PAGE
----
static void Main(string[] args)
        {
            XNamespace w =
                "http://schemas.openxmlformats.org/wordprocessingml/2006/main";
            XNamespace r =
                "http://schemas.openxmlformats.org/officeDocument/2006/relationships";

            using (WordprocessingDocument myDoc =
                WordprocessingDocument.Open("Test.docx", true))
            {
                string altChunkId = "AltChunkId1";
                MainDocumentPart mainPart = myDoc.MainDocumentPart;
                AlternativeFormatImportPart chunk = mainPart.AddAlternativeFormatImportPart(
                  "application/vnd.openxmlformats-officedocument.wordprocessingml.document.main+xml",
                  altChunkId);
                using (FileStream fileStream =
                    File.Open("TestInsertedContent.docx", FileMode.Open))
                    chunk.FeedData(fileStream);
                XElement altChunk = new XElement(w + "altChunk",
                    new XAttribute(r + "id", altChunkId)
                );
                XDocument mainDocumentXDoc = GetXDocument(myDoc);
                // Add the altChunk element after the last paragraph.
                mainDocumentXDoc.Root
                    .Element(w + "body")
                    .Elements(w + "p")
                    .Last()
                    .AddAfterSelf(altChunk);
                SaveXDocument(myDoc, mainDocumentXDoc);
            }
        }

        private static void SaveXDocument(WordprocessingDocument myDoc,
            XDocument mainDocumentXDoc)
        {
            // Serialize the XDocument back into the part
            using (Stream str = myDoc.MainDocumentPart.GetStream(
                FileMode.Create, FileAccess.Write))
            using (XmlWriter xw = XmlWriter.Create(str))
                mainDocumentXDoc.Save(xw);
        }

        private static XDocument GetXDocument(WordprocessingDocument myDoc)
        {
            // Load the main document part into an XDocument
            XDocument mainDocumentXDoc;
            using (Stream str = myDoc.MainDocumentPart.GetStream())
            using (XmlReader xr = XmlReader.Create(str))
                mainDocumentXDoc = XDocument.Load(xr);
            return mainDocumentXDoc;
        }
    }


    To use altChunk with HTML, the code looks like this:

    using (WordprocessingDocument myDoc =
        WordprocessingDocument.Open("Test3.docx", true))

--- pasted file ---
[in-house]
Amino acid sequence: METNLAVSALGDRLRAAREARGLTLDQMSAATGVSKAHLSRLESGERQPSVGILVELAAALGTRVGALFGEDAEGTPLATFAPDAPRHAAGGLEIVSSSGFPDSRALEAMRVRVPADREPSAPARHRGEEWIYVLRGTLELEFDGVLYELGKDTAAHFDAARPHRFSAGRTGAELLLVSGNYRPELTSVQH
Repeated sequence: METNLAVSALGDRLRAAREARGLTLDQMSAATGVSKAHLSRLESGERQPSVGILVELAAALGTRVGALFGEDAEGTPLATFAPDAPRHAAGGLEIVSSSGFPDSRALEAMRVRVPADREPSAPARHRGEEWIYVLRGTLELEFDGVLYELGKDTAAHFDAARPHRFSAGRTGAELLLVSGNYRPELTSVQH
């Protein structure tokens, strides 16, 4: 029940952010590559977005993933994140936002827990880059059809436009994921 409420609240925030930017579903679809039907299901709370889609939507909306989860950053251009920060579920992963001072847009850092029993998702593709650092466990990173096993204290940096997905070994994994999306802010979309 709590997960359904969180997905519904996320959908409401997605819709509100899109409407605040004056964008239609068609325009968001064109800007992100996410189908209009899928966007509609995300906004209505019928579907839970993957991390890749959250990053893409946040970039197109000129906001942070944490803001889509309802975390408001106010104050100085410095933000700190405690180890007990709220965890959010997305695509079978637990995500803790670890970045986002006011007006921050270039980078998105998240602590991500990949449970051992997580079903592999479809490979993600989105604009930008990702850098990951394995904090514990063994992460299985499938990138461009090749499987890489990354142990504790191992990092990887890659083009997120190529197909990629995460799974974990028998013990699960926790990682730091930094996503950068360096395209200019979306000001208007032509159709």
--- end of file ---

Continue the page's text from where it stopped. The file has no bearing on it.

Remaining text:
{
        string html =
          @"<html>
                <head/>
                <body>
                    <h1>Html Heading</h1>
                    <p>This is an html document in a string literal.</p>
                </body>
            </html>";
        string altChunkId = "AltChunkId1";
        MainDocumentPart mainPart = myDoc.MainDocumentPart;
        AlternativeFormatImportPart chunk = mainPart.AddAlternativeFormatImportPart(
            "application/xhtml+xml", altChunkId);
        using (Stream chunkStream = chunk.GetStream(FileMode.Create, FileAccess.Write))
        using (StreamWriter stringStream = new StreamWriter(chunkStream))
            stringStream.Write(html);
        XElement altChunk = new XElement(w + "altChunk",
            new XAttribute(r + "id", altChunkId)
        );
        XDocument mainDocumentXDoc = GetXDocument(myDoc);
        mainDocumentXDoc.Root
            .Element(w + "body")
            .Elements(w + "p")
            .Last()
            .AddAfterSelf(altChunk);
        SaveXDocument(myDoc, mainDocumentXDoc);
    }


    Using V2 of the Open XML SDK:

    using (WordprocessingDocument myDoc =
        WordprocessingDocument.Open("Test1.docx", true))
    {
        string altChunkId = "AltChunkId1";
        MainDocumentPart mainPart = myDoc.MainDocumentPart;
        AlternativeFormatImportPart chunk = mainPart.AddAlternativeFormatImportPart(
            AlternativeFormatImportPartType.WordprocessingML, altChunkId);
        using (FileStream fileStream = File.Open("TestInsertedContent.docx", FileMode.Open))
            chunk.FeedData(fileStream);
        AltChunk altChunk = new AltChunk();
        altChunk.Id = altChunkId;
        mainPart.Document
            .Body
            .InsertAfter(altChunk, mainPart.Document.Body.Elements<Paragraph>().Last());
        mainPart.Document.Save();
    }


    The attached code shows examples of placing an Open XML document, html, and text into an alternative content part.  I’ve provided two versions of the example – one using V1 of the Open XML SDK (and LINQ to XML), and another using V2 of the Open XML SDK.